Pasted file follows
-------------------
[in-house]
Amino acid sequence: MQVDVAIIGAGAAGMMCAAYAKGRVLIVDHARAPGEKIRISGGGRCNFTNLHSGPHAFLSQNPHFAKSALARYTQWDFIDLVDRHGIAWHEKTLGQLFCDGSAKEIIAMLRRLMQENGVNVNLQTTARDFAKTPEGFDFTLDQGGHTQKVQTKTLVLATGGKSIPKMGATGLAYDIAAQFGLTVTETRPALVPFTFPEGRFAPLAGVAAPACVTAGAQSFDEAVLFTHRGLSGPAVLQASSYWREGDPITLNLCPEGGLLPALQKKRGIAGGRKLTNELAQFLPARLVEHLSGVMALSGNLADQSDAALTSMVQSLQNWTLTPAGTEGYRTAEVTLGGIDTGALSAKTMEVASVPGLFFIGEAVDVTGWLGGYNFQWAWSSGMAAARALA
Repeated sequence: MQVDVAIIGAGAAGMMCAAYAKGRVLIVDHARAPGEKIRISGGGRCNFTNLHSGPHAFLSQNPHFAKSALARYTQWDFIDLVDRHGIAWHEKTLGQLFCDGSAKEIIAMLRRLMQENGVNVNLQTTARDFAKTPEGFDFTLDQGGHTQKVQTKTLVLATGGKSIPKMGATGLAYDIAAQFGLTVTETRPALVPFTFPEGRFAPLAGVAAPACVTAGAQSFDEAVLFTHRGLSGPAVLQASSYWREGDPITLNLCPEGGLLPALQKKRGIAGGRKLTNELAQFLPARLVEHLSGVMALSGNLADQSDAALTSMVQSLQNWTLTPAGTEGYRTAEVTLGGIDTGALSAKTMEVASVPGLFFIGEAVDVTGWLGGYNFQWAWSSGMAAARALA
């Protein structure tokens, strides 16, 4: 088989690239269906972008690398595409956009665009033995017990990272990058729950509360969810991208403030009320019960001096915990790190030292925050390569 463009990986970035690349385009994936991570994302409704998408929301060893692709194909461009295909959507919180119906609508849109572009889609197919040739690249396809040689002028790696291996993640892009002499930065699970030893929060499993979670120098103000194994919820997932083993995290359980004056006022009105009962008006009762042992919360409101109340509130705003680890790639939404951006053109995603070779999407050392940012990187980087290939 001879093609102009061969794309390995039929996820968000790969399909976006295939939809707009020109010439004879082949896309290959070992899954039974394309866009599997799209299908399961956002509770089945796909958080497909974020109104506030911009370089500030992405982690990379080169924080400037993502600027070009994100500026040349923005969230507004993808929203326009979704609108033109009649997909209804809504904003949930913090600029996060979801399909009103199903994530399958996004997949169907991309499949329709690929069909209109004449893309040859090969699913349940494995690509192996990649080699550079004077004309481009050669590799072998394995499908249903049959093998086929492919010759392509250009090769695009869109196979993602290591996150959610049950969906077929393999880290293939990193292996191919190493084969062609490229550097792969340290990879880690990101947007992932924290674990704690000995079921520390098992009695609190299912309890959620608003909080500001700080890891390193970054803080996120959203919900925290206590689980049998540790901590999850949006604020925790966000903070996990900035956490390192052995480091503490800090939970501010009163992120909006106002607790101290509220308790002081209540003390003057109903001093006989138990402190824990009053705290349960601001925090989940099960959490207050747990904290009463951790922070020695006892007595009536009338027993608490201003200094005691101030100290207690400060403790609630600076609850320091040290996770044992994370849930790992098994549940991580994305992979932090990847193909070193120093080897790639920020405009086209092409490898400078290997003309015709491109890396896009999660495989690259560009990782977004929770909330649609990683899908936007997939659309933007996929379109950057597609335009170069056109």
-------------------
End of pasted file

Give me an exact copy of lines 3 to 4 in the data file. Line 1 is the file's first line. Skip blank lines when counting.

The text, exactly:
Repeated sequence: MQVDVAIIGAGAAGMMCAAYAKGRVLIVDHARAPGEKIRISGGGRCNFTNLHSGPHAFLSQNPHFAKSALARYTQWDFIDLVDRHGIAWHEKTLGQLFCDGSAKEIIAMLRRLMQENGVNVNLQTTARDFAKTPEGFDFTLDQGGHTQKVQTKTLVLATGGKSIPKMGATGLAYDIAAQFGLTVTETRPALVPFTFPEGRFAPLAGVAAPACVTAGAQSFDEAVLFTHRGLSGPAVLQASSYWREGDPITLNLCPEGGLLPALQKKRGIAGGRKLTNELAQFLPARLVEHLSGVMALSGNLADQSDAALTSMVQSLQNWTLTPAGTEGYRTAEVTLGGIDTGALSAKTMEVASVPGLFFIGEAVDVTGWLGGYNFQWAWSSGMAAARALA
């Protein structure tokens, strides 16, 4: 088989690239269906972008690398595409956009665009033995017990990272990058729950509360969810991208403030009320019960001096915990790190030292925050390569 463009990986970035690349385009994936991570994302409704998408929301060893692709194909461009295909959507919180119906609508849109572009889609197919040739690249396809040689002028790696291996993640892009002499930065699970030893929060499993979670120098103000194994919820997932083993995290359980004056006022009105009962008006009762042992919360409101109340509130705003680890790639939404951006053109995603070779999407050392940012990187980087290939 001879093609102009061969794309390995039929996820968000790969399909976006295939939809707009020109010439004879082949896309290959070992899954039974394309866009599997799209299908399961956002509770089945796909958080497909974020109104506030911009370089500030992405982690990379080169924080400037993502600027070009994100500026040349923005969230507004993808929203326009979704609108033109009649997909209804809504904003949930913090600029996060979801399909009103199903994530399958996004997949169907991309499949329709690929069909209109004449893309040859090969699913349940494995690509192996990649080699550079004077004309481009050669590799072998394995499908249903049959093998086929492919010759392509250009090769695009869109196979993602290591996150959610049950969906077929393999880290293939990193292996191919190493084969062609490229550097792969340290990879880690990101947007992932924290674990704690000995079921520390098992009695609190299912309890959620608003909080500001700080890891390193970054803080996120959203919900925290206590689980049998540790901590999850949006604020925790966000903070996990900035956490390192052995480091503490800090939970501010009163992120909006106002607790101290509220308790002081209540003390003057109903001093006989138990402190824990009053705290349960601001925090989940099960959490207050747990904290009463951790922070020695006892007595009536009338027993608490201003200094005691101030100290207690400060403790609630600076609850320091040290996770044992994370849930790992098994549940991580994305992979932090990847193909070193120093080897790639920020405009086209092409490898400078290997003309015709491109890396896009999660495989690259560009990782977004929770909330649609990683899908936007997939659309933007996929379109950057597609335009170069056109």